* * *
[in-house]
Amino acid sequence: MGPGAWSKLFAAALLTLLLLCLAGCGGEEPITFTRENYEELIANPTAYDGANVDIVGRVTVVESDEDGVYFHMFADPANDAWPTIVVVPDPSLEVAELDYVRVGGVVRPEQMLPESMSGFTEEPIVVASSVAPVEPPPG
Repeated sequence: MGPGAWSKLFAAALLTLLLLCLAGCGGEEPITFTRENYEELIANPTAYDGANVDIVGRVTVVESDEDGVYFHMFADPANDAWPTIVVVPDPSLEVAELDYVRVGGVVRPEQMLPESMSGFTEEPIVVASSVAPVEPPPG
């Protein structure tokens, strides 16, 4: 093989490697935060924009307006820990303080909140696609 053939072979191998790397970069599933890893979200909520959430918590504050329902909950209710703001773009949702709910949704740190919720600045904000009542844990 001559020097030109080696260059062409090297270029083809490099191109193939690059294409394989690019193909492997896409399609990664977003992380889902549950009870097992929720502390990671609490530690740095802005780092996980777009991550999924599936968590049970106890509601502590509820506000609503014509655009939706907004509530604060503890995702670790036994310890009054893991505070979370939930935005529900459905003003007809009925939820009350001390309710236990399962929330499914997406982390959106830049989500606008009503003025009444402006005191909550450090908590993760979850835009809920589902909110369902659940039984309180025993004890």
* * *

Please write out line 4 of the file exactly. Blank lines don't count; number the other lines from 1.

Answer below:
């Protein structure tokens, strides 16, 4: 093989490697935060924009307006820990303080909140696609 053939072979191998790397970069599933890893979200909520959430918590504050329902909950209710703001773009949702709910949704740190919720600045904000009542844990 001559020097030109080696260059062409090297270029083809490099191109193939690059294409394989690019193909492997896409399609990664977003992380889902549950009870097992929720502390990671609490530690740095802005780092996980777009991550999924599936968590049970106890509601502590509820506000609503014509655009939706907004509530604060503890995702670790036994310890009054893991505070979370939930935005529900459905003003007809009925939820009350001390309710236990399962929330499914997406982390959106830049989500606008009503003025009444402006005191909550450090908590993760979850835009809920589902909110369902659940039984309180025993004890």